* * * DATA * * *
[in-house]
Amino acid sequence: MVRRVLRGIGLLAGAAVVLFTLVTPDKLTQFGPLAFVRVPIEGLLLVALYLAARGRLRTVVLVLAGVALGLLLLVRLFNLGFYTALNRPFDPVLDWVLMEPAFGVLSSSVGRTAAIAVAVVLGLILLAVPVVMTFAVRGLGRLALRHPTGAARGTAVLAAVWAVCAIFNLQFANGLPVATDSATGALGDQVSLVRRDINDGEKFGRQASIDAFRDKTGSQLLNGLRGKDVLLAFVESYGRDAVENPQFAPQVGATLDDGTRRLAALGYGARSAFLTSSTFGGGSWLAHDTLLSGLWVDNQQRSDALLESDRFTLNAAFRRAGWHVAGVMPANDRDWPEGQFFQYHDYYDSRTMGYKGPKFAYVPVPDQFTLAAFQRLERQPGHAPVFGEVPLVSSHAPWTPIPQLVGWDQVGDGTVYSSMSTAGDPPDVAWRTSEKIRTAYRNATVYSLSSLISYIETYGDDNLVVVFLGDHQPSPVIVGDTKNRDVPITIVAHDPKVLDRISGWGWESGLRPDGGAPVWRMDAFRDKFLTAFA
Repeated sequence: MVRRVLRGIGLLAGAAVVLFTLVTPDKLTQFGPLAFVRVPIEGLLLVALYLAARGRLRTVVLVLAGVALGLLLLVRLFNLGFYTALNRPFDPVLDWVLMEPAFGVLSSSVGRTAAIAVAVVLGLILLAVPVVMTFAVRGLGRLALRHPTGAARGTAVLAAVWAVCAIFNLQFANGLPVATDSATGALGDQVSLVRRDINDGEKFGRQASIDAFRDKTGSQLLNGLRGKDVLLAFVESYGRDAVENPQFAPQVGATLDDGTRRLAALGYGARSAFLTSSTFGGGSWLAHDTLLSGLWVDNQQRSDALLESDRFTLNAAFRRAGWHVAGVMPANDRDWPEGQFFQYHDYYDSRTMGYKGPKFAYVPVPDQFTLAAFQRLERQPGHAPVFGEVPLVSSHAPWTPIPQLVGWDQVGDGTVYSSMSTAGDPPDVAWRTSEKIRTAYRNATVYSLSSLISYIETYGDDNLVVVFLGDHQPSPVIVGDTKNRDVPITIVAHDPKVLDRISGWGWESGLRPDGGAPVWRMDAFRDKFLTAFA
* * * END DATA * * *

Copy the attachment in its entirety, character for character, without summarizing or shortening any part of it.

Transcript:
[in-house]
Amino acid sequence: MVRRVLRGIGLLAGAAVVLFTLVTPDKLTQFGPLAFVRVPIEGLLLVALYLAARGRLRTVVLVLAGVALGLLLLVRLFNLGFYTALNRPFDPVLDWVLMEPAFGVLSSSVGRTAAIAVAVVLGLILLAVPVVMTFAVRGLGRLALRHPTGAARGTAVLAAVWAVCAIFNLQFANGLPVATDSATGALGDQVSLVRRDINDGEKFGRQASIDAFRDKTGSQLLNGLRGKDVLLAFVESYGRDAVENPQFAPQVGATLDDGTRRLAALGYGARSAFLTSSTFGGGSWLAHDTLLSGLWVDNQQRSDALLESDRFTLNAAFRRAGWHVAGVMPANDRDWPEGQFFQYHDYYDSRTMGYKGPKFAYVPVPDQFTLAAFQRLERQPGHAPVFGEVPLVSSHAPWTPIPQLVGWDQVGDGTVYSSMSTAGDPPDVAWRTSEKIRTAYRNATVYSLSSLISYIETYGDDNLVVVFLGDHQPSPVIVGDTKNRDVPITIVAHDPKVLDRISGWGWESGLRPDGGAPVWRMDAFRDKFLTAFA
Repeated sequence: MVRRVLRGIGLLAGAAVVLFTLVTPDKLTQFGPLAFVRVPIEGLLLVALYLAARGRLRTVVLVLAGVALGLLLLVRLFNLGFYTALNRPFDPVLDWVLMEPAFGVLSSSVGRTAAIAVAVVLGLILLAVPVVMTFAVRGLGRLALRHPTGAARGTAVLAAVWAVCAIFNLQFANGLPVATDSATGALGDQVSLVRRDINDGEKFGRQASIDAFRDKTGSQLLNGLRGKDVLLAFVESYGRDAVENPQFAPQVGATLDDGTRRLAALGYGARSAFLTSSTFGGGSWLAHDTLLSGLWVDNQQRSDALLESDRFTLNAAFRRAGWHVAGVMPANDRDWPEGQFFQYHDYYDSRTMGYKGPKFAYVPVPDQFTLAAFQRLERQPGHAPVFGEVPLVSSHAPWTPIPQLVGWDQVGDGTVYSSMSTAGDPPDVAWRTSEKIRTAYRNATVYSLSSLISYIETYGDDNLVVVFLGDHQPSPVIVGDTKNRDVPITIVAHDPKVLDRISGWGWESGLRPDGGAPVWRMDAFRDKFLTAFA